Massive transfusion of low-titer cold-stored O-positive whole blood in a civilian trauma setting

Mary Condron, Mick Scanlan, Martin Schreiber

    Research output: Contribution to journalArticle

    3 Citations (Scopus)

    Abstract

    BACKGROUND: Based on the improved outcomes achieved with fresh whole blood in cases of military trauma as well as with 1:1:1 transfusion strategies for massive traumatic hemorrhage in civilian settings, there has been resurgent interest in using whole blood for civilian trauma patients. There have been reports of giving up to 4 units of low-titer cold-stored O-positive to these patients. This is the first modern report of a massive transfusion with unrestricted low-titer group O whole blood (LTOWB) use in a civilian trauma patient. STUDY DESIGN AND METHODS: This is a case report describing the resuscitation and massive transfusion of LTOWB of a 69-year-old man struck by an automobile. RESULTS: While working to achieve hemorrhage control, the patient received 38 units of LTOWB, 13 units of RBCs, 12 units of fresh frozen plasma, 2 packs of platelets, and 2 units of cryoprecipitate. No evidence of hemolytic reaction was observed. The patient was O positive. Monitoring by thrombelastography revealed adequate clot initiation and propagation, but decreased clot strength (49.6 and 50.2) and a drop in fibrinogen (from 207 to 141) during the resuscitation. CONCLUSION: This is the first report of a massive transfusion for civilian trauma based on cold-stored whole blood in the recent era. While this patient suffered a tremendous burden of traumatic injury and his recovery is not yet complete, his LTOWB resuscitation was successful. Frequent monitoring of coagulation status with thrombelastography during utilization of LTOWB is indicated because the efficacy of its components (particularly platelets) is not yet fully understood.

    Original languageEnglish (US)
    JournalTransfusion
    DOIs
    StateAccepted/In press - Jan 1 2018

    Fingerprint

    Wounds and Injuries
    Resuscitation
    Thrombelastography
    Blood Platelets
    Hemorrhage
    Automobiles
    Fibrinogen

    ASJC Scopus subject areas

    • Immunology and Allergy
    • Immunology
    • Hematology

    Cite this

    Massive transfusion of low-titer cold-stored O-positive whole blood in a civilian trauma setting. / Condron, Mary; Scanlan, Mick; Schreiber, Martin.

    In: Transfusion, 01.01.2018.

    Research output: Contribution to journalArticle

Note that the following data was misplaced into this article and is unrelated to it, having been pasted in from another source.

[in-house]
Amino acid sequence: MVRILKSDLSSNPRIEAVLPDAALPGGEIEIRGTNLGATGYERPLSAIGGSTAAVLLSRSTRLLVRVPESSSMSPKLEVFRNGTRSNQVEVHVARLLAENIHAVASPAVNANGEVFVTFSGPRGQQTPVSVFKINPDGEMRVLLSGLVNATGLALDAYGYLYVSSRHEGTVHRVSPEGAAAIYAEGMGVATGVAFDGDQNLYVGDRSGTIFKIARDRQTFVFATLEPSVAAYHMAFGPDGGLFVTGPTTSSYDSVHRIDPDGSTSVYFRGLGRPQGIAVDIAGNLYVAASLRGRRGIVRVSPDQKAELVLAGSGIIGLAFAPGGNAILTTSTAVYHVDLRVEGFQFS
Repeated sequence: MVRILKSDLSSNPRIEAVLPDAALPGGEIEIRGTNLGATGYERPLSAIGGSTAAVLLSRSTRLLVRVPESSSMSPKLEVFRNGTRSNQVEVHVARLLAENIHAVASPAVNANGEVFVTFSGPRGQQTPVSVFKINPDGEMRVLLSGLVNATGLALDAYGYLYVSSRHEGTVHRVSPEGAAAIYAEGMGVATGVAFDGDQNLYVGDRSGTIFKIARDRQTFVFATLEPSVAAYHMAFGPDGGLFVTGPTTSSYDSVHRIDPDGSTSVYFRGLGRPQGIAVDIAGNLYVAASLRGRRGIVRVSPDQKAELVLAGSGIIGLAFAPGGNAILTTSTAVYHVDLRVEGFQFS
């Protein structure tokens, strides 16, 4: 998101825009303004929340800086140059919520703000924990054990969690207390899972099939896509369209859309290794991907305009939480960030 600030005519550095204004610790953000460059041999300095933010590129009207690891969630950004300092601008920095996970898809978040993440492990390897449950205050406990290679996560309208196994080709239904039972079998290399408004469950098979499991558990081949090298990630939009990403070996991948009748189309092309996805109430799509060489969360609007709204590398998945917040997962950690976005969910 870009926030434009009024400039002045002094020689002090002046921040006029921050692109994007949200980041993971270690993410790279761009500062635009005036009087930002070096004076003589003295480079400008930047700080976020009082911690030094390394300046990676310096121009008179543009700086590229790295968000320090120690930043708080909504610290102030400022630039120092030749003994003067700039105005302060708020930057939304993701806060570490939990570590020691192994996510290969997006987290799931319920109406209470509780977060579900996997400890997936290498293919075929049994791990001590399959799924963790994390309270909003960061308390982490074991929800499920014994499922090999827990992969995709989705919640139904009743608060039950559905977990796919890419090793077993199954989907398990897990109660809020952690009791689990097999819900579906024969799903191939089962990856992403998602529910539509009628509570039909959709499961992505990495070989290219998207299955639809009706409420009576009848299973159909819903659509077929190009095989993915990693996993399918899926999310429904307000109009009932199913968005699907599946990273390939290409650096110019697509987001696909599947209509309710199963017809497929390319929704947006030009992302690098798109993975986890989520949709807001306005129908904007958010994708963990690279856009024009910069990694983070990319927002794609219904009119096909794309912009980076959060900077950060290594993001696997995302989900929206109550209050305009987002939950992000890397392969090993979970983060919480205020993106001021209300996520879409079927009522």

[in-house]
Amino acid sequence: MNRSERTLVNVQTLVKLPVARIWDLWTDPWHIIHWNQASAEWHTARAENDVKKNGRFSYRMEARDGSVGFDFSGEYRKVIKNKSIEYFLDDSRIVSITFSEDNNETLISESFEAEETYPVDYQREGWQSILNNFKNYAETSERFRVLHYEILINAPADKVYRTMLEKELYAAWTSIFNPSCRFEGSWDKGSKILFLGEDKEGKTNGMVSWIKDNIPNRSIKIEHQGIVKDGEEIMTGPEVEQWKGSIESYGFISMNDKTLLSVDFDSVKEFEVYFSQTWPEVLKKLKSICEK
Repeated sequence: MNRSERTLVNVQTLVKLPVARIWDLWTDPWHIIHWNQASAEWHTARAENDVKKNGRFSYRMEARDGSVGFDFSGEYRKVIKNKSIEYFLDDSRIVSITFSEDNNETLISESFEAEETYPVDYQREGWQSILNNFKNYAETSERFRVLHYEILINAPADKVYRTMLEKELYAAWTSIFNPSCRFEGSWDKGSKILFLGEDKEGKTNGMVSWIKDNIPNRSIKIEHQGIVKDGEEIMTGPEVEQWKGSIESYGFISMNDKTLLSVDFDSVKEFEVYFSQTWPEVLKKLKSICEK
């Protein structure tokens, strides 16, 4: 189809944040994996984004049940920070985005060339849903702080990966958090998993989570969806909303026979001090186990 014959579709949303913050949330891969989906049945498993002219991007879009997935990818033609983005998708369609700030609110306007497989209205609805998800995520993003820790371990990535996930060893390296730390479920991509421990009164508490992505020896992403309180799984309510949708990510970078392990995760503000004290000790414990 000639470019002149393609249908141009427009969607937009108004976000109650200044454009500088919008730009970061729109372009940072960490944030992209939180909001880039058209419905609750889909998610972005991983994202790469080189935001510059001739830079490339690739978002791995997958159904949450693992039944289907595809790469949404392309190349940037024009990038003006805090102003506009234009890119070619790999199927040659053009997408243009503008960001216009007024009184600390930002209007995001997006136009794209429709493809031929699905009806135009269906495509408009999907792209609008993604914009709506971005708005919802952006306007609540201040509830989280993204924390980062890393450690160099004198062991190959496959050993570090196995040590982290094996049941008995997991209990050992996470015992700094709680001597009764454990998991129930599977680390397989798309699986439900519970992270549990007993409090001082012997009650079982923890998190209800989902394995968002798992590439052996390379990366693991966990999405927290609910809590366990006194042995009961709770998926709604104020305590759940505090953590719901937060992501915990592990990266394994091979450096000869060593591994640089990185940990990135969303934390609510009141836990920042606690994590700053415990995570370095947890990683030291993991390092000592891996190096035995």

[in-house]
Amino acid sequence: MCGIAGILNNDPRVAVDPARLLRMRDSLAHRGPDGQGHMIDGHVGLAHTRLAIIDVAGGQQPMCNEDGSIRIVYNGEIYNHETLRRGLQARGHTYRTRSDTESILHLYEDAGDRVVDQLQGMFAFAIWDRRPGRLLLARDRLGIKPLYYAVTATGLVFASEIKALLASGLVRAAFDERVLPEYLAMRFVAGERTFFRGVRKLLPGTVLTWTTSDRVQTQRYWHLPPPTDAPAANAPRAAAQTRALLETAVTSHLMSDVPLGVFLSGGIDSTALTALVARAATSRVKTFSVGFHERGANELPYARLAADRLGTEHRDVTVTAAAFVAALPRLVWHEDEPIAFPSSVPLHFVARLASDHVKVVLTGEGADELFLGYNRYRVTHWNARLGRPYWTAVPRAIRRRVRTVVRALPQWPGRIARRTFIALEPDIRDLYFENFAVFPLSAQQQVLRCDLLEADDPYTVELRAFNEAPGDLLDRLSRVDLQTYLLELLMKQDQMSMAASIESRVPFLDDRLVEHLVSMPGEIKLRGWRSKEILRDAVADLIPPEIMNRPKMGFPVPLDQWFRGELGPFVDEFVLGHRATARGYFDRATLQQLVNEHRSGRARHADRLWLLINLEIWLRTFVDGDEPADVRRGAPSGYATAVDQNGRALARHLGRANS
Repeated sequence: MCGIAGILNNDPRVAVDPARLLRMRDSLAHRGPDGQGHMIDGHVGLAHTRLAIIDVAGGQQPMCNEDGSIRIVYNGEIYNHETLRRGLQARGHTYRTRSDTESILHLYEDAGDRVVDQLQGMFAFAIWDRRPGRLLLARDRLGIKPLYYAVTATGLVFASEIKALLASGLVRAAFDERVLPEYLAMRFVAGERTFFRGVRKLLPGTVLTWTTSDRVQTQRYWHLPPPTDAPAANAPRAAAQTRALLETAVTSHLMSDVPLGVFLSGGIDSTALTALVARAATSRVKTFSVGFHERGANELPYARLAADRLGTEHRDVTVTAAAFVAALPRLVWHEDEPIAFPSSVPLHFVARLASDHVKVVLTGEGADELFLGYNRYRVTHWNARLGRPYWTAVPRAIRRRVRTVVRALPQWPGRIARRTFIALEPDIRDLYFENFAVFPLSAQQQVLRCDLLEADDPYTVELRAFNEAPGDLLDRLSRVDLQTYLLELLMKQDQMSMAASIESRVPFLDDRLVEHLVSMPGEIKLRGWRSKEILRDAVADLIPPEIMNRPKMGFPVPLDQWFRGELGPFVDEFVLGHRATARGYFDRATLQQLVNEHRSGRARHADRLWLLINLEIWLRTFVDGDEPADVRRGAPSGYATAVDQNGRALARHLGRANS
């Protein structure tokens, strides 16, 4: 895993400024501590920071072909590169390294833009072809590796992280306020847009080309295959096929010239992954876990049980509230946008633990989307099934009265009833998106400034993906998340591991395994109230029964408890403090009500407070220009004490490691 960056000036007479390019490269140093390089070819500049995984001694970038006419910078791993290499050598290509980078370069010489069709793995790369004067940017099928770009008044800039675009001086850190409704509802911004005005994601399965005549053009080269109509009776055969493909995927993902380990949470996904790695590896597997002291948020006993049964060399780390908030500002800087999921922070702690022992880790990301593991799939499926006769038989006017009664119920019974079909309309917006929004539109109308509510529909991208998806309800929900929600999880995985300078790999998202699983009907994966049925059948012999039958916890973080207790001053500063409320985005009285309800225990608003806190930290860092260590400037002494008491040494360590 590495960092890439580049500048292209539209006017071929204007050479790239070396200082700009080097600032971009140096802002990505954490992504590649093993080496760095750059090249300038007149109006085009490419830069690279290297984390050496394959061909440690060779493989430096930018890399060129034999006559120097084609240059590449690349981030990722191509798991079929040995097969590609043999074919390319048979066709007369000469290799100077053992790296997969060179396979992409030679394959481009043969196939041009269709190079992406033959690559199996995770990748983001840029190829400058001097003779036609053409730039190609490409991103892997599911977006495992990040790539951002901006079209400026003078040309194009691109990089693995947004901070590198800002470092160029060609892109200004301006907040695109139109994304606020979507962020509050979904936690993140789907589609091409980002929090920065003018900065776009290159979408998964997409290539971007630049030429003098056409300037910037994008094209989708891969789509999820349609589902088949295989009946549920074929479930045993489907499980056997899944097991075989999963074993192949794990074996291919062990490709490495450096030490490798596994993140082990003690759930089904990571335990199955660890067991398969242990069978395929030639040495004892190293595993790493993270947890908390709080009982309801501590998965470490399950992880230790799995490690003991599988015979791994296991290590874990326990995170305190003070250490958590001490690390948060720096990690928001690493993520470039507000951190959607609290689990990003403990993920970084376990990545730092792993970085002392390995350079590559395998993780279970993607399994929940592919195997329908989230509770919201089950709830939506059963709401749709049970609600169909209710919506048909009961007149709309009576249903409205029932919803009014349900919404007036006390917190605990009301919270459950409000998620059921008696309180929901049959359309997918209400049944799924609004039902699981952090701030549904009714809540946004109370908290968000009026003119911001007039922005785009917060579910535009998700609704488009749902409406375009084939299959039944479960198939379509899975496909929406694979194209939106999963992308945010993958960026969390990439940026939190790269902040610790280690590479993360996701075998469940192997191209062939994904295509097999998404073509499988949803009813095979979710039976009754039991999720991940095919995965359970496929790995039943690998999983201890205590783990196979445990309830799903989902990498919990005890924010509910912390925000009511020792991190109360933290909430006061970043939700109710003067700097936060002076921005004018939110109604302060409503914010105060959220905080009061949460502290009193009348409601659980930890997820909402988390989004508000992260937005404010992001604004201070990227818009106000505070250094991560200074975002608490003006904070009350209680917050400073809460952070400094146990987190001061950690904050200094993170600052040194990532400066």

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    abstract = "BACKGROUND: Based on the improved outcomes achieved with fresh whole blood in cases of military trauma as well as with 1:1:1 transfusion strategies for massive traumatic hemorrhage in civilian settings, there has been resurgent interest in using whole blood for civilian trauma patients. There have been reports of giving up to 4 units of low-titer cold-stored O-positive to these patients. This is the first modern report of a massive transfusion with unrestricted low-titer group O whole blood (LTOWB) use in a civilian trauma patient. STUDY DESIGN AND METHODS: This is a case report describing the resuscitation and massive transfusion of LTOWB of a 69-year-old man struck by an automobile. RESULTS: While working to achieve hemorrhage control, the patient received 38 units of LTOWB, 13 units of RBCs, 12 units of fresh frozen plasma, 2 packs of platelets, and 2 units of cryoprecipitate. No evidence of hemolytic reaction was observed. The patient was O positive. Monitoring by thrombelastography revealed adequate clot initiation and propagation, but decreased clot strength (49.6 and 50.2) and a drop in fibrinogen (from 207 to 141) during the resuscitation. CONCLUSION: This is the first report of a massive transfusion for civilian trauma based on cold-stored whole blood in the recent era. While this patient suffered a tremendous burden of traumatic injury and his recovery is not yet complete, his LTOWB resuscitation was successful. Frequent monitoring of coagulation status with thrombelastography during utilization of LTOWB is indicated because the efficacy of its components (particularly platelets) is not yet fully understood.",
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